blanch vs blench

blanch blench


  • 1) ore, not in masses, but mixed with other minerals.
  • 2) (Mining) Ore, not in masses, but mixed with other minerals.
  • 3) In mining, a piece of ore found isolated in the hard rock.
  • 4) Lead ore mixed with other minerals.
  • 5) A white spot on the skin.
  • 6) Same as blanc, 3.
  • 7) To bleach by excluding the light, as the stalks or leaves of plants, by earthing them up or tying them together
  • 8) To make white by removing the skin of, as by scalding
  • 9) To grow or become white
  • 10) To cause to turn aside or back
  • 11) To avoid, as from fear; to evade; to leave unnoticed.
  • 12) To take the color out of, and make white; to bleach
  • 13) To whiten, as the surface of meat, by plunging into boiling water and afterwards into cold, so as to harden the surface and retain the juices
  • 14) To use evasion.
  • 15) cooking To cook by dipping briefly into boiling water, then directly into cold water.
  • 16) To give a white luster to (silver, before stamping, in the process of coining)
  • 17) In horticulture, to whiten or prevent from becoming green by excluding the light: a process applied to the stems or leaves of plants, such as celery, lettuce, sea-kale, etc.
  • 18) White; pale.
  • 19) To make pale, as with sickness, fear, cold, etc.
  • 20) Figuratively, to give a fair appearance to, as an immoral act; palliate; slur; pass over.
  • 21) Sameasblench.
  • 22) Same as blench.
  • 23) In the arts, to whiten or make lustrous (as metals) by acids or other means; also, to cover with a thin coating of tin.
  • 24) To shun or avoid, as from fear; evade.
  • 25) To become white; turn pale.
  • 26) In cookery, to soak (as meat or vegetables) in hot water, or to scald by a short, rapid boiling, for the purpose of producing firmness or whiteness.
  • 27) To make white; whiten by depriving of color; render colorless: as, to blanch linen.
  • 28) literally, pale fever; hence, to have the blanch fever is either to be in love or to be sick with wantonness.
  • 29) To shrink; shift; equivocate.
  • 30) To blanch silver, to oxidize copper superficially, when present in an alloy with silver, by heating to redness in the air, and then dissolving out the oxid of copper by dilute sulphuric acid, thus leaving the surface of the object with the white appearance of pure silver.
  • 31) Synonyms and Etiolate, etc. See whiten.
  • 32) To scald (almonds, for example) in order to loosen the skin.
  • 33) To whiten (a growing plant or plant part) by covering to cut off direct light.
  • 34) To scald (food) briefly, as before freezing or as a preliminary stage in preparing a dish.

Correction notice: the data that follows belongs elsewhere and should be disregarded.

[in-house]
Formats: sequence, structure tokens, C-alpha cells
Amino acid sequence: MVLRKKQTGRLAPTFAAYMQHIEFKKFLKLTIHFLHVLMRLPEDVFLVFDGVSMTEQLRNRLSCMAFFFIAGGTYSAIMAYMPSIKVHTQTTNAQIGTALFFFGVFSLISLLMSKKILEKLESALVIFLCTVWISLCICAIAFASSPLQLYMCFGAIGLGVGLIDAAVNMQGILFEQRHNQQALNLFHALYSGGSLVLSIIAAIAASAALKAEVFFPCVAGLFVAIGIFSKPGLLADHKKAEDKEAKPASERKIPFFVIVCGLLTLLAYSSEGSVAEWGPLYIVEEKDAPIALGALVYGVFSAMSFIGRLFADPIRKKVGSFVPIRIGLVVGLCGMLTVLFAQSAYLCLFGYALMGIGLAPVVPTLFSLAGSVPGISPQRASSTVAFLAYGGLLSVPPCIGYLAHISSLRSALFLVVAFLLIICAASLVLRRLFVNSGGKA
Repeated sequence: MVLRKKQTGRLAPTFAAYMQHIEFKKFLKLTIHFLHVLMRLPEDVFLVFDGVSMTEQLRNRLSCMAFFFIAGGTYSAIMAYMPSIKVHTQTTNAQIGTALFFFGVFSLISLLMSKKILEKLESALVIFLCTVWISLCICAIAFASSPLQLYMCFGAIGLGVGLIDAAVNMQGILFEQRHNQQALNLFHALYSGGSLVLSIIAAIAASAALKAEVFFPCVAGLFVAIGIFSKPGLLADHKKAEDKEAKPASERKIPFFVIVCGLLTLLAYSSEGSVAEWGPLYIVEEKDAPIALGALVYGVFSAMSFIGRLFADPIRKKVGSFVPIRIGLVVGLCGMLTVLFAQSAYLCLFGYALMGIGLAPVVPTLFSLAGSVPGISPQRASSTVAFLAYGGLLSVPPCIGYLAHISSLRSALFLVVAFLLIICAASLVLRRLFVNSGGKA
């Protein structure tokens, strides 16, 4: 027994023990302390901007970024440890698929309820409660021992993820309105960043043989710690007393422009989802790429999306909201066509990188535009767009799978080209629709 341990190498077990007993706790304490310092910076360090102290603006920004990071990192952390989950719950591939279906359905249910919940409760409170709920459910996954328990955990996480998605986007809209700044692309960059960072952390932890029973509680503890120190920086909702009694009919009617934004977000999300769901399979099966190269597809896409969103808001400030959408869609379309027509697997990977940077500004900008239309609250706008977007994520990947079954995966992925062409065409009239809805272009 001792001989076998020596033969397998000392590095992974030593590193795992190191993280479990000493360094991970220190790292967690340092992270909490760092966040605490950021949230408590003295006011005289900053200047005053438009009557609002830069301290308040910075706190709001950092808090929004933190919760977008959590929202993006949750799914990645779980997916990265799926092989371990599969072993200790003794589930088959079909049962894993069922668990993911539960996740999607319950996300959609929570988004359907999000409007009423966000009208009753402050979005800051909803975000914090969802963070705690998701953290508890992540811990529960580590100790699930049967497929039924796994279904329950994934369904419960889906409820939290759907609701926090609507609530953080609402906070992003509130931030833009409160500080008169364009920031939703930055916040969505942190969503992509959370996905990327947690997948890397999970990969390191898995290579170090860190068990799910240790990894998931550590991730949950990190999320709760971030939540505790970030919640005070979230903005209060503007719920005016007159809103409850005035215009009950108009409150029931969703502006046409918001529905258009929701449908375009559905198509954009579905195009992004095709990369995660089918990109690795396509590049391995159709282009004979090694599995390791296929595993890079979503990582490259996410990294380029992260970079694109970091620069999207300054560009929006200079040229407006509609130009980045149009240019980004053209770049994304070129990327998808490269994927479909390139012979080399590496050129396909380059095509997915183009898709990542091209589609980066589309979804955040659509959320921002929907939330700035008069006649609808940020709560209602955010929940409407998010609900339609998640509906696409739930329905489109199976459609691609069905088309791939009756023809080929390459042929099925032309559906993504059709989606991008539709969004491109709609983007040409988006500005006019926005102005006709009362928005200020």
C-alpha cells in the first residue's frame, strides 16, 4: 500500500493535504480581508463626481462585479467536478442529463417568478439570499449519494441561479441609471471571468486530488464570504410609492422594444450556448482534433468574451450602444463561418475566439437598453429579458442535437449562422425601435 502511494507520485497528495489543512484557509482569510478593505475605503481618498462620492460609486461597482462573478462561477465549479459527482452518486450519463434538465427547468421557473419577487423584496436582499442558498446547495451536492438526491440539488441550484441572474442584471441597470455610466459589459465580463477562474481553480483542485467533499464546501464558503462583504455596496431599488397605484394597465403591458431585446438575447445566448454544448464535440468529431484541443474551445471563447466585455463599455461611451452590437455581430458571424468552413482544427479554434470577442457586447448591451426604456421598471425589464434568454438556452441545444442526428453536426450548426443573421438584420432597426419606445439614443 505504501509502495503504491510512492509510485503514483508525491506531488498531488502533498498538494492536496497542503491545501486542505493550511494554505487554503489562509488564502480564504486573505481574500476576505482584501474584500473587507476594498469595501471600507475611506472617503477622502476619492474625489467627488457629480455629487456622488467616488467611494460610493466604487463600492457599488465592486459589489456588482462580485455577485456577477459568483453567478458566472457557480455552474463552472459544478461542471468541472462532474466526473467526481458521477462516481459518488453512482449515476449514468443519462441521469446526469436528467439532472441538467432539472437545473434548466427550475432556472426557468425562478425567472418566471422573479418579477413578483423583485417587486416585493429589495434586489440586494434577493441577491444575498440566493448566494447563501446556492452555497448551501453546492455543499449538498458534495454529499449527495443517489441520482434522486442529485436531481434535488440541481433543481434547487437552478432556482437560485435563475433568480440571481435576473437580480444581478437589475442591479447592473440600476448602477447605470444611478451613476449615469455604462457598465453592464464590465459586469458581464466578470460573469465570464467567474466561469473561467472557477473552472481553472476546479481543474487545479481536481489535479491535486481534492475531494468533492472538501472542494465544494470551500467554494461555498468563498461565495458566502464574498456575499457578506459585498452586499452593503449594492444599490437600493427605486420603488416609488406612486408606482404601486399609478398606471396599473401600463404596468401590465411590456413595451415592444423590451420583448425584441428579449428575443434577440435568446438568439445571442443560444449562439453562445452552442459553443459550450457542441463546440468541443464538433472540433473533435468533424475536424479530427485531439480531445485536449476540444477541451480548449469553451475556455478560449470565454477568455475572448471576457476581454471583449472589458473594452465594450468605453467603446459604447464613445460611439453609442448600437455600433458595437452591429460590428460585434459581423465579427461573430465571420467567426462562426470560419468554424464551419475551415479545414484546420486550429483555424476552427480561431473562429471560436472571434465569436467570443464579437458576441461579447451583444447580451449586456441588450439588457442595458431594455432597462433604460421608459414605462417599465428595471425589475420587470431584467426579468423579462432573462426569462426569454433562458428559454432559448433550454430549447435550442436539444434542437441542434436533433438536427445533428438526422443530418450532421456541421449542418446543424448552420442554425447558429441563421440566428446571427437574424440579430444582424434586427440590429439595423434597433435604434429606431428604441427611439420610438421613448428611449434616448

• 35) To cause to turn white or become pale.
  • 36) To turn white or become pale.
  • 37) To take the color from; bleach.
  • 38) To whiten (a metal) by soaking in acid or by coating with tin.
  • 39) obsolete To use evasion.
  • 40) To grow or become white.
  • 41) To cause to turn aside or back.
  • 42) To make white by removing the skin of, as by scalding.
  • 43) To cover (sheet iron) with a coating of tin.
  • 44) To take the color out of, and make white; to bleach.
  • 45) (Gardening) To bleach by excluding the light, as the stalks or leaves of plants, by earthing them up or tying them together.
  • 46) To give a white luster to (silver, before stamping, in the process of coining.).
  • 47) To whiten, as the surface of meat, by plunging into boiling water and afterwards into cold, so as to harden the surface and retain the juices.
  • 48) obsolete To avoid, as from fear; to evade; to leave unnoticed.
  • 49) Fig.: To whiten; to give a favorable appearance to; to whitewash; to palliate.


  • 1) A sideling glance.
  • 2) A deceit; a trick.
  • 3) obsolete A looking aside or askance.
  • 4) A sidelong glance.
  • 5) transitive To draw back from; shrink; avoid; elude; deny, as from fear.
  • 6) intransitive (of the eye) To quail.
  • 7) transitive To hinder; obstruct; disconcert; foil.
  • 8) intransitive To shrink; start back; give way; flinch; turn aside or fly off.
  • 9) transitive To deceive; cheat.
  • 10) To grow or make pale.
  • 11) turn pale, as if in fear
  • 12) Todeceive;cheat.
  • 13) To deceive; cheat.
  • 14) To shrink; start back; give way; flinch; turn aside or fly off.
  • 15) Upon or based upon the payment of a nominal or trifling yearly duty: applied to a sort of tenure of land: as, the estate is held blench of the crown. See blanch-holding.
  • 16) To make white; blanch.
  • 17) To draw back from; shirk; avoid; elude; deny from fear.
  • 18) To quail: said of the eye.
  • 19) To become pale; blanch.
  • 20) Tomakewhite;blanch.
  • 21) To hinder or obstruct; disconcert; foil.
  • 22) Tobecomepale;blanch.
  • 23) To draw back or shy away, as from fear; flinch.
  • 24) To shrink; to start back; to draw back, from lack of courage or resolution; to flinch; to quail.